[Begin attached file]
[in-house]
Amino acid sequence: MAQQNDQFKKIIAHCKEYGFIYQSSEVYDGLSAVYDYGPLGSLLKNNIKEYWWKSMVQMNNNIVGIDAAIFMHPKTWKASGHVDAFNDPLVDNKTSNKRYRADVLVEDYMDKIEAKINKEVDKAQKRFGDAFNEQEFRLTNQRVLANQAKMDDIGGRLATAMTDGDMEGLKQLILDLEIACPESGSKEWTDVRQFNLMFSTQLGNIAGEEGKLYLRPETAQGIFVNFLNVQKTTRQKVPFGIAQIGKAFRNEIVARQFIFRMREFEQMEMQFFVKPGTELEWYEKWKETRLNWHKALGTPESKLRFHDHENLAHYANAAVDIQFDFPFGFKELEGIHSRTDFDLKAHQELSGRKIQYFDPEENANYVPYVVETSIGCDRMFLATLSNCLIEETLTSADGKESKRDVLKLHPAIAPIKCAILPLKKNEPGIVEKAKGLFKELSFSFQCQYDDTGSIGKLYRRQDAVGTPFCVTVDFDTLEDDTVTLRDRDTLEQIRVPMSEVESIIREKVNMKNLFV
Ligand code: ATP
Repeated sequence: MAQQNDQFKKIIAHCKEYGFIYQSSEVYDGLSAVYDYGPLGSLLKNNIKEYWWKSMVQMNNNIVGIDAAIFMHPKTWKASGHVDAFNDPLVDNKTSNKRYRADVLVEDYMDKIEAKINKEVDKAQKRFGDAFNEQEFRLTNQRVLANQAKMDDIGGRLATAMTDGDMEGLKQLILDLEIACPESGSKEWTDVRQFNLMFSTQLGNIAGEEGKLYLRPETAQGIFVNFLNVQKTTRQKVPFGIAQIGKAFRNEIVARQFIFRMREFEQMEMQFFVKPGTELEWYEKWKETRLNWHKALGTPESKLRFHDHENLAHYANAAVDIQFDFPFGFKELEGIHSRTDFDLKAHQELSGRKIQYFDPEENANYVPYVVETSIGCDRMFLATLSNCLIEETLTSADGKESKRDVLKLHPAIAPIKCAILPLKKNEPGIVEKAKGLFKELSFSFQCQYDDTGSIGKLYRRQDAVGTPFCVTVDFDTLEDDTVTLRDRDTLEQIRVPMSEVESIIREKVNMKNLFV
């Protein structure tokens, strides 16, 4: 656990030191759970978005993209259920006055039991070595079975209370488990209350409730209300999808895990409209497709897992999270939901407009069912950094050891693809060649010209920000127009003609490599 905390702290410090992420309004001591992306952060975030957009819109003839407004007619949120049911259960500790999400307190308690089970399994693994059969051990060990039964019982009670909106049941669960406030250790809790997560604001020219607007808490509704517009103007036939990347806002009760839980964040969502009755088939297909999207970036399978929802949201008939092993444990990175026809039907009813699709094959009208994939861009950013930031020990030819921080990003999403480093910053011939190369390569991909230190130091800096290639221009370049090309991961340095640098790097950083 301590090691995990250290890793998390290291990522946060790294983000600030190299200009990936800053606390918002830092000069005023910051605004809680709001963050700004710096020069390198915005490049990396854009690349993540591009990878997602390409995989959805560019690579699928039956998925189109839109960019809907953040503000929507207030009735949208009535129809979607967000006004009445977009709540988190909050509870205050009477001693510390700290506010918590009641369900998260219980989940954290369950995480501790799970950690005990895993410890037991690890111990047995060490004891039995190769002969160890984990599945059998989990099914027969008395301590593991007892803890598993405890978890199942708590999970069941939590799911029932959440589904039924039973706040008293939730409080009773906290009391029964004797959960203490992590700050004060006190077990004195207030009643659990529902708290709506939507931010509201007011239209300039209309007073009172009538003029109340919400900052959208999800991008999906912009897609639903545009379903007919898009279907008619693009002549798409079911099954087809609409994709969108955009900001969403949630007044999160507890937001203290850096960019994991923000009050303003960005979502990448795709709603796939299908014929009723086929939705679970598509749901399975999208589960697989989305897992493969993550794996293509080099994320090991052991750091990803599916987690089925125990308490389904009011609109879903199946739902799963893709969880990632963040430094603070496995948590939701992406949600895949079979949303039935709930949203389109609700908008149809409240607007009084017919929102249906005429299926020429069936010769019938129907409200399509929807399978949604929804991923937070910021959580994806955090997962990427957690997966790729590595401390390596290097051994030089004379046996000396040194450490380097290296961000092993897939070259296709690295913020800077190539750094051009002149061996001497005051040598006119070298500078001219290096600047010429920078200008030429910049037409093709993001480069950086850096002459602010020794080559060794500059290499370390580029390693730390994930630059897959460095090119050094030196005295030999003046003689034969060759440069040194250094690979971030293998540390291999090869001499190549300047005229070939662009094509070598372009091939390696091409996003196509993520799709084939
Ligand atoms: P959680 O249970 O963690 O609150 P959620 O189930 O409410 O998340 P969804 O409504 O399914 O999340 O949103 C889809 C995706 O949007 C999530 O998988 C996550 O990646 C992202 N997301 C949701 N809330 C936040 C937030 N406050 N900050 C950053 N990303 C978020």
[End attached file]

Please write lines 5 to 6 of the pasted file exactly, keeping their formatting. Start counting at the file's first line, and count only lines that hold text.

């Protein structure tokens, strides 16, 4: 656990030191759970978005993209259920006055039991070595079975209370488990209350409730209300999808895990409209497709897992999270939901407009069912950094050891693809060649010209920000127009003609490599 905390702290410090992420309004001591992306952060975030957009819109003839407004007619949120049911259960500790999400307190308690089970399994693994059969051990060990039964019982009670909106049941669960406030250790809790997560604001020219607007808490509704517009103007036939990347806002009760839980964040969502009755088939297909999207970036399978929802949201008939092993444990990175026809039907009813699709094959009208994939861009950013930031020990030819921080990003999403480093910053011939190369390569991909230190130091800096290639221009370049090309991961340095640098790097950083 301590090691995990250290890793998390290291990522946060790294983000600030190299200009990936800053606390918002830092000069005023910051605004809680709001963050700004710096020069390198915005490049990396854009690349993540591009990878997602390409995989959805560019690579699928039956998925189109839109960019809907953040503000929507207030009735949208009535129809979607967000006004009445977009709540988190909050509870205050009477001693510390700290506010918590009641369900998260219980989940954290369950995480501790799970950690005990895993410890037991690890111990047995060490004891039995190769002969160890984990599945059998989990099914027969008395301590593991007892803890598993405890978890199942708590999970069941939590799911029932959440589904039924039973706040008293939730409080009773906290009391029964004797959960203490992590700050004060006190077990004195207030009643659990529902708290709506939507931010509201007011239209300039209309007073009172009538003029109340919400900052959208999800991008999906912009897609639903545009379903007919898009279907008619693009002549798409079911099954087809609409994709969108955009900001969403949630007044999160507890937001203290850096960019994991923000009050303003960005979502990448795709709603796939299908014929009723086929939705679970598509749901399975999208589960697989989305897992493969993550794996293509080099994320090991052991750091990803599916987690089925125990308490389904009011609109879903199946739902799963893709969880990632963040430094603070496995948590939701992406949600895949079979949303039935709930949203389109609700908008149809409240607007009084017919929102249906005429299926020429069936010769019938129907409200399509929807399978949604929804991923937070910021959580994806955090997962990427957690997966790729590595401390390596290097051994030089004379046996000396040194450490380097290296961000092993897939070259296709690295913020800077190539750094051009002149061996001497005051040598006119070298500078001219290096600047010429920078200008030429910049037409093709993001480069950086850096002459602010020794080559060794500059290499370390580029390693730390994930630059897959460095090119050094030196005295030999003046003689034969060759440069040194250094690979971030293998540390291999090869001499190549300047005229070939662009094509070598372009091939390696091409996003196509993520799709084939
Ligand atoms: P959680 O249970 O963690 O609150 P959620 O189930 O409410 O998340 P969804 O409504 O399914 O999340 O949103 C889809 C995706 O949007 C999530 O998988 C996550 O990646 C992202 N997301 C949701 N809330 C936040 C937030 N406050 N900050 C950053 N990303 C978020």